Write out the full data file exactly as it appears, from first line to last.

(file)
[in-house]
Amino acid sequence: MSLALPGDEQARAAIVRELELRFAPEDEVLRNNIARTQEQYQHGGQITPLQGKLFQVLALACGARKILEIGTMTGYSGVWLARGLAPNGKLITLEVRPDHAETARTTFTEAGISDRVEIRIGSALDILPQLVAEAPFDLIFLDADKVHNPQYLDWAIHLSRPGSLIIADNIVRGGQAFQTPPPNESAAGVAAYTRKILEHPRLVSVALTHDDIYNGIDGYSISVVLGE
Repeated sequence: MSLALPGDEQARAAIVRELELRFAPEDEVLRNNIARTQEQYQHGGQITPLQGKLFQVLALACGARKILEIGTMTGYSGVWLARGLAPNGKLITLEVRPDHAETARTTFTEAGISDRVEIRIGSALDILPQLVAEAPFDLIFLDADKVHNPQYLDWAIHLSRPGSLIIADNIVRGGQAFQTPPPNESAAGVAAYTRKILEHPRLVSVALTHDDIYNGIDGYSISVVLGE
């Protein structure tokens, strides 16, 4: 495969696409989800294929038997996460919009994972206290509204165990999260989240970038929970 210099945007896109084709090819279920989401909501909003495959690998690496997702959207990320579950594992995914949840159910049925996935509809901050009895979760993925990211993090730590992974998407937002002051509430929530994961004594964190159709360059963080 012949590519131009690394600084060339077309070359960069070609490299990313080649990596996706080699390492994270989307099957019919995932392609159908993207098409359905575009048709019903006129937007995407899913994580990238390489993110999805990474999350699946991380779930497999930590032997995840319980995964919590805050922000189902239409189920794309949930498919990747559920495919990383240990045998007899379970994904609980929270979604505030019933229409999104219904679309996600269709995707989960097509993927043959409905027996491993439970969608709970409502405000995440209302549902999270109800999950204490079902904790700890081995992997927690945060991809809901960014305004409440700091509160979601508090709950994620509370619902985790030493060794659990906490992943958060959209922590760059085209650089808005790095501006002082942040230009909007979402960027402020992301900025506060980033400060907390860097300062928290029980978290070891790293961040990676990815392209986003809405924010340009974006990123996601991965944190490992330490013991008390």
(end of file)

[in-house]
Amino acid sequence: MSLALPGDEQARAAIVRELELRFAPEDEVLRNNIARTQEQYQHGGQITPLQGKLFQVLALACGARKILEIGTMTGYSGVWLARGLAPNGKLITLEVRPDHAETARTTFTEAGISDRVEIRIGSALDILPQLVAEAPFDLIFLDADKVHNPQYLDWAIHLSRPGSLIIADNIVRGGQAFQTPPPNESAAGVAAYTRKILEHPRLVSVALTHDDIYNGIDGYSISVVLGE
Repeated sequence: MSLALPGDEQARAAIVRELELRFAPEDEVLRNNIARTQEQYQHGGQITPLQGKLFQVLALACGARKILEIGTMTGYSGVWLARGLAPNGKLITLEVRPDHAETARTTFTEAGISDRVEIRIGSALDILPQLVAEAPFDLIFLDADKVHNPQYLDWAIHLSRPGSLIIADNIVRGGQAFQTPPPNESAAGVAAYTRKILEHPRLVSVALTHDDIYNGIDGYSISVVLGE
């Protein structure tokens, strides 16, 4: 495969696409989800294929038997996460919009994972206290509204165990999260989240970038929970 210099945007896109084709090819279920989401909501909003495959690998690496997702959207990320579950594992995914949840159910049925996935509809901050009895979760993925990211993090730590992974998407937002002051509430929530994961004594964190159709360059963080 012949590519131009690394600084060339077309070359960069070609490299990313080649990596996706080699390492994270989307099957019919995932392609159908993207098409359905575009048709019903006129937007995407899913994580990238390489993110999805990474999350699946991380779930497999930590032997995840319980995964919590805050922000189902239409189920794309949930498919990747559920495919990383240990045998007899379970994904609980929270979604505030019933229409999104219904679309996600269709995707989960097509993927043959409905027996491993439970969608709970409502405000995440209302549902999270109800999950204490079902904790700890081995992997927690945060991809809901960014305004409440700091509160979601508090709950994620509370619902985790030493060794659990906490992943958060959209922590760059085209650089808005790095501006002082942040230009909007979402960027402020992301900025506060980033400060907390860097300062928290029980978290070891790293961040990676990815392209986003809405924010340009974006990123996601991965944190490992330490013991008390």